White House communications director Anthony Scaramucci invoked his faith Tuesday to emphasize the extent of his frustration that news of an assistant press secretary's firing hit the press before the aide was notified of his termination.
Later, aboard Air Force One, he complained to a pool reporter about “rumors that I'm firing more people” and sought to set the record straight. “I'm not firing any more people, at least for now,” he said.
Here's the thing: Scaramucci is the one who told Politico about his plan to fire Michael Short before informing Short. And Scaramucci is the one who started “rumors” of additional layoffs when he told a group of journalists that he is “going to fire everybody.”
Scaramucci says he is determined to crack down on White House leaks, but on Tuesday it was his own mouth that produced reports he lamented.
Inexperience could help explain what happened. Politico reported Short's firing at 9:15 a.m., which reporter Tara Palmeri later explained was the time that Scaramucci had planned to notify Short. Palmeri tweeted that “legal protocol” prevented Scaramucci from talking to Short at the appointed time, which led to Short learning his fate through the media.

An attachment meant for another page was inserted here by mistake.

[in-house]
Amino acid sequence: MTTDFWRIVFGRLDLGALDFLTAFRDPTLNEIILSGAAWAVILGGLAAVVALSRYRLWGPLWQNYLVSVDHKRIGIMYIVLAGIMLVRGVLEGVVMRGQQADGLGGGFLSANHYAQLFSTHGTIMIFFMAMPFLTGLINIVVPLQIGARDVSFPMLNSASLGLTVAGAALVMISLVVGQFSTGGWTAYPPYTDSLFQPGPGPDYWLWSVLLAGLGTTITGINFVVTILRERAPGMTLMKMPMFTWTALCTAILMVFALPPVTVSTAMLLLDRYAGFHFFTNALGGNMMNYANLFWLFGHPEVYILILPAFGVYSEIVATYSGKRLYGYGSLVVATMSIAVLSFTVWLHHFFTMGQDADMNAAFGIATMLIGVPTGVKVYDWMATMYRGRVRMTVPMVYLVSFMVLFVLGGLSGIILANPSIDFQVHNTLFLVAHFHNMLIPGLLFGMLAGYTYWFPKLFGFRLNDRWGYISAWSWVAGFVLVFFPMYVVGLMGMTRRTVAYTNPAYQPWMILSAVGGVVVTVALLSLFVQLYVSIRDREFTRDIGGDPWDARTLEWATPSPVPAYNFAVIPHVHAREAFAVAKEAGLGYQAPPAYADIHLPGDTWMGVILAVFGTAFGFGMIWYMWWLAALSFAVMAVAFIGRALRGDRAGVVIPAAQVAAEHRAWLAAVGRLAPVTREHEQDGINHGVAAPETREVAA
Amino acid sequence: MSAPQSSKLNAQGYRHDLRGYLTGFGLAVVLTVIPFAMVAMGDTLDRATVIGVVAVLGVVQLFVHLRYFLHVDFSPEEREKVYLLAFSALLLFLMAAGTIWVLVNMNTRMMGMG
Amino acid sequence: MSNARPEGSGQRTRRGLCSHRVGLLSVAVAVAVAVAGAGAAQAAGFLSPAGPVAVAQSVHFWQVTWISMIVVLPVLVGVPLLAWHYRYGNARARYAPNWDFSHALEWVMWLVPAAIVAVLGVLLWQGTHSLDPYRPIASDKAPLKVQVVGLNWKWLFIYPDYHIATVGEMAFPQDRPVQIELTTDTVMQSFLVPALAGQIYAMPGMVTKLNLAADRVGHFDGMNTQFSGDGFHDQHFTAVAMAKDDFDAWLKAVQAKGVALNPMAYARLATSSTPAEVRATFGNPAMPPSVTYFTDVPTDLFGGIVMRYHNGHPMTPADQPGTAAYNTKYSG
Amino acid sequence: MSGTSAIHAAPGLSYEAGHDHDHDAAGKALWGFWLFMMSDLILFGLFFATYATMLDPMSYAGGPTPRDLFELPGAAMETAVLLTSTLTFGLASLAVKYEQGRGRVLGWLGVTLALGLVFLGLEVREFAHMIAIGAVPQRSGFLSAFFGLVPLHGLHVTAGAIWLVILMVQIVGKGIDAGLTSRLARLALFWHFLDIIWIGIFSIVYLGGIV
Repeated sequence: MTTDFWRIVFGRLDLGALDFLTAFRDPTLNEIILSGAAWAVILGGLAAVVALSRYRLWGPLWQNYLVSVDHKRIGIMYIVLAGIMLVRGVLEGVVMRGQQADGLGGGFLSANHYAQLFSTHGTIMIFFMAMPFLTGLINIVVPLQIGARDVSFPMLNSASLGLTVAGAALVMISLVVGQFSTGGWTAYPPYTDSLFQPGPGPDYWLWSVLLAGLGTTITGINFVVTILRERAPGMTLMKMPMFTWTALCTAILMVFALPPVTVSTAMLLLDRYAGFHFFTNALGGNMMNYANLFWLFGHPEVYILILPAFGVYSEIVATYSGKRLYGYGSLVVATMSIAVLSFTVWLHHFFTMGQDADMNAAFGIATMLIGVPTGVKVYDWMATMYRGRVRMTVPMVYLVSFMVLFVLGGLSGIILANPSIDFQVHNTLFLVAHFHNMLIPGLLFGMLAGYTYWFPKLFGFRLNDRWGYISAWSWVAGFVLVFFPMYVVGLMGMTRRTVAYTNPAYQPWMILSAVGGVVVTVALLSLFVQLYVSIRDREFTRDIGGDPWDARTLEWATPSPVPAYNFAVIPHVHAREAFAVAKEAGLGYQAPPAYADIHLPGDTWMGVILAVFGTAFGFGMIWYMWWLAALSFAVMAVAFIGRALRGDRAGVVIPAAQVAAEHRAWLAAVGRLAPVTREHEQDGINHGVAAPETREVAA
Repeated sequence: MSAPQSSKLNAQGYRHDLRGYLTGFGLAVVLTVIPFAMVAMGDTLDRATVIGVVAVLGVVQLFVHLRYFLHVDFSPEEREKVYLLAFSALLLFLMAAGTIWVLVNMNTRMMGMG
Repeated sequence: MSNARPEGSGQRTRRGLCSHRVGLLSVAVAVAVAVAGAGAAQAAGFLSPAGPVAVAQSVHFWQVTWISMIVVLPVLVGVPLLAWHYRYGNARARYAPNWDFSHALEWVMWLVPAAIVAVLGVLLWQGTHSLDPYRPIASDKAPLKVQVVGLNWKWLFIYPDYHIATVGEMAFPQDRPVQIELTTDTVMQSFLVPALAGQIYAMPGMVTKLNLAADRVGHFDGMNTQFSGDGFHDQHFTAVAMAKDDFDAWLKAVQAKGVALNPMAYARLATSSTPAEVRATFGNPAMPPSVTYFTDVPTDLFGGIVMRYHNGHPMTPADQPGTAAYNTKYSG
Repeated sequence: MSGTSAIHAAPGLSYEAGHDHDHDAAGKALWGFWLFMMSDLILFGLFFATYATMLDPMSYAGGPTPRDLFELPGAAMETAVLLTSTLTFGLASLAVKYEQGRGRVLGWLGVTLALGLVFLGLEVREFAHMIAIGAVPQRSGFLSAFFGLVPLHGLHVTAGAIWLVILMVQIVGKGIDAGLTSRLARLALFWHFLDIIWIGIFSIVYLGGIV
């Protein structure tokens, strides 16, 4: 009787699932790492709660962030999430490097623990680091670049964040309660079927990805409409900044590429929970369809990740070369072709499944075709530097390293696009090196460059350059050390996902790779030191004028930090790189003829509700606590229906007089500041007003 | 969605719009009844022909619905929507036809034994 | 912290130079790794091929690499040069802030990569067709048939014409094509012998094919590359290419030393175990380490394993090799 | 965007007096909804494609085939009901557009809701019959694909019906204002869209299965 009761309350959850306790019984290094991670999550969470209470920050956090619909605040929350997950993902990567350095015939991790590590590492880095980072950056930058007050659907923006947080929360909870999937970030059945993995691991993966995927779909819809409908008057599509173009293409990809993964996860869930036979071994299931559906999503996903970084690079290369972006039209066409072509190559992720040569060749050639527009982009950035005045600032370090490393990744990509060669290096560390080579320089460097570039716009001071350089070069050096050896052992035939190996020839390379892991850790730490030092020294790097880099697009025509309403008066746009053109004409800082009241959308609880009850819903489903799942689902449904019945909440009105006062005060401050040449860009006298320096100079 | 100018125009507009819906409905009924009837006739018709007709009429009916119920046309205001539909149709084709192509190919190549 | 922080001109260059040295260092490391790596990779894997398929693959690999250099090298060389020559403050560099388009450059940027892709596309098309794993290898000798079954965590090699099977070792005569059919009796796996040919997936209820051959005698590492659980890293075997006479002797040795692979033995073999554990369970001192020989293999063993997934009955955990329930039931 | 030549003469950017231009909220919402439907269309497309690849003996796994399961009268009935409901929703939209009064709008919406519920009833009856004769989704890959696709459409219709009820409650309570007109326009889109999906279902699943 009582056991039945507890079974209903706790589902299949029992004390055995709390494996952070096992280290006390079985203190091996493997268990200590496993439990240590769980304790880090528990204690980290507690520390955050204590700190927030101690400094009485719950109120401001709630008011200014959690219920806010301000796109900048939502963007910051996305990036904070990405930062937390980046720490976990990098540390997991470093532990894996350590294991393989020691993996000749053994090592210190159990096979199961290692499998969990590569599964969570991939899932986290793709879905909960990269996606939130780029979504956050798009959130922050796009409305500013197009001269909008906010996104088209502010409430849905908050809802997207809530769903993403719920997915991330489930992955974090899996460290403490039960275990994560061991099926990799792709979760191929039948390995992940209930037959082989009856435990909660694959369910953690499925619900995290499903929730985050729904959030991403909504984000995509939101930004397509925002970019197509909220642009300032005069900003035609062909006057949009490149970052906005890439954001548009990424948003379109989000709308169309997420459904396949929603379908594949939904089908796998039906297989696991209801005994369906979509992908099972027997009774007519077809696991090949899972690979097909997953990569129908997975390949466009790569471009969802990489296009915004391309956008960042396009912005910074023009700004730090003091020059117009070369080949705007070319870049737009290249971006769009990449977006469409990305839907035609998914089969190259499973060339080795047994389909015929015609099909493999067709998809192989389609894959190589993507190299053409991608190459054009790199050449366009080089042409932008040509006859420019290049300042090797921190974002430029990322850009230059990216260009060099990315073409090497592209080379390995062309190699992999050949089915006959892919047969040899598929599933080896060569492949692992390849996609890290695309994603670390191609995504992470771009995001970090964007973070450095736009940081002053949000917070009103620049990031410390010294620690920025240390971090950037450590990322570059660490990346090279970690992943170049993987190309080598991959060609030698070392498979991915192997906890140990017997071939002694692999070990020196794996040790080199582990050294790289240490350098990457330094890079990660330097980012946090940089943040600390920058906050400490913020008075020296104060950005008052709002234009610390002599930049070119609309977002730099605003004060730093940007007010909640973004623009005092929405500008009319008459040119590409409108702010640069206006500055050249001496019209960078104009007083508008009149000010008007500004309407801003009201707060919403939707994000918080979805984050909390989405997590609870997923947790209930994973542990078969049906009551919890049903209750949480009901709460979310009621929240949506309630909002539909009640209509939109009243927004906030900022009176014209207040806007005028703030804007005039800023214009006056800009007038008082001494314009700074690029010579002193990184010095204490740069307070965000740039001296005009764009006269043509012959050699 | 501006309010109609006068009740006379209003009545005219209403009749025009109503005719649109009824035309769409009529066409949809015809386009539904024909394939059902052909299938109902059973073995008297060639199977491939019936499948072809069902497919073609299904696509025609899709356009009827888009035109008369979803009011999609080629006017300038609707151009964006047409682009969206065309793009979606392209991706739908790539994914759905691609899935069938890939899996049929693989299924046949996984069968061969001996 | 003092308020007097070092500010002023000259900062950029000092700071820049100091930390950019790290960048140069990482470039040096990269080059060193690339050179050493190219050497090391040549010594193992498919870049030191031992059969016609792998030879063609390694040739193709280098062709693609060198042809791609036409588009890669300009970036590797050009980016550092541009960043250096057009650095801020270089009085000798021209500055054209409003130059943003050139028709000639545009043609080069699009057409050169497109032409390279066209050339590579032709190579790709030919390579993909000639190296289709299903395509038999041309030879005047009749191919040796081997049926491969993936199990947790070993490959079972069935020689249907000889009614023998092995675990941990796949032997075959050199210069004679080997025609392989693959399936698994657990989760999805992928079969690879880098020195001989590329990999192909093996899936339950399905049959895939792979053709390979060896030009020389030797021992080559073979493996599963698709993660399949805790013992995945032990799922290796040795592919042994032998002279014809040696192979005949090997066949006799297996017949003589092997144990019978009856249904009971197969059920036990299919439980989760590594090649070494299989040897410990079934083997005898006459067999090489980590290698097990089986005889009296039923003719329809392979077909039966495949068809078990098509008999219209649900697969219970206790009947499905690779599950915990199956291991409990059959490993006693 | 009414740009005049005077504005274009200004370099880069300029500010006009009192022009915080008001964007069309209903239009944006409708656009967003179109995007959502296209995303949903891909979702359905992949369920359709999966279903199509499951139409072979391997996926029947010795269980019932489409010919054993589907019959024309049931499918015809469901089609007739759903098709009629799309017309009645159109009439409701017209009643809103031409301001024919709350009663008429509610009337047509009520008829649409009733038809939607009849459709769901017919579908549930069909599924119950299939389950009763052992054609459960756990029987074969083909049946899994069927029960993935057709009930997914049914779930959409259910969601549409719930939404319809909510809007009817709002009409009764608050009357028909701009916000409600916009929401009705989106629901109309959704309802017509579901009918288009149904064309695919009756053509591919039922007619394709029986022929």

It appears that Scaramucci, in his fifth day on the job, thought that he would get to Short before Short could read his own name in the press but failed to account for all the steps required to dismiss an employee.
And Scaramucci's consternation at reports that more firings are on the horizon could be attributed to a failure to choose his words carefully. “I'm going to fire everybody” is a headline-grabbing statement that projects certainty. Scaramucci delivered other remarks in the same question-and-answer session that indicated he will only fire everybody if White House leaks do not stop, but a veteran spokesman might have known better than to make such a declarative statement in the first place.
Scaramucci has never worked in public relations until now.
In a CNN interview Wednesday, he tempered his anti-leak rhetoric a bit, conceding that “the leaks will never stop.”
“But if I can dial back the leaks in the department that I am representing and the department that I am running, then I will feel that I have accomplished something on behalf of our president,” he said.
Scaramucci might have to keep dialing back his own statements, too, if he really wants to keep sensitive information in-house.